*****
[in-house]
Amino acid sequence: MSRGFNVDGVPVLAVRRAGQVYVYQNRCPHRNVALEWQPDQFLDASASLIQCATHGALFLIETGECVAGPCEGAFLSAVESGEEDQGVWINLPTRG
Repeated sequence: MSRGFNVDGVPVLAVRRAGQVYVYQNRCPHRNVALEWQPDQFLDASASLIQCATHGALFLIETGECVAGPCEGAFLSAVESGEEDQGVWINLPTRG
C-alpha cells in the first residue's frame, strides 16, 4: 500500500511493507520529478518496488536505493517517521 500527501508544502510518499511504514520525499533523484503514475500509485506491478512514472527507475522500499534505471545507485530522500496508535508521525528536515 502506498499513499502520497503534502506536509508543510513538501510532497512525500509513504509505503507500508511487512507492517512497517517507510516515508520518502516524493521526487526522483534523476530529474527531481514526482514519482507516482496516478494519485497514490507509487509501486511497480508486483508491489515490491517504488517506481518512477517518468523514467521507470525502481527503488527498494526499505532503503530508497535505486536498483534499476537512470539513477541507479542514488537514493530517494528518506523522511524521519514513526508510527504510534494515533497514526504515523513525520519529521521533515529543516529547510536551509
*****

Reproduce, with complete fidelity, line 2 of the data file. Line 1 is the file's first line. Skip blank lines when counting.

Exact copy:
Amino acid sequence: MSRGFNVDGVPVLAVRRAGQVYVYQNRCPHRNVALEWQPDQFLDASASLIQCATHGALFLIETGECVAGPCEGAFLSAVESGEEDQGVWINLPTRG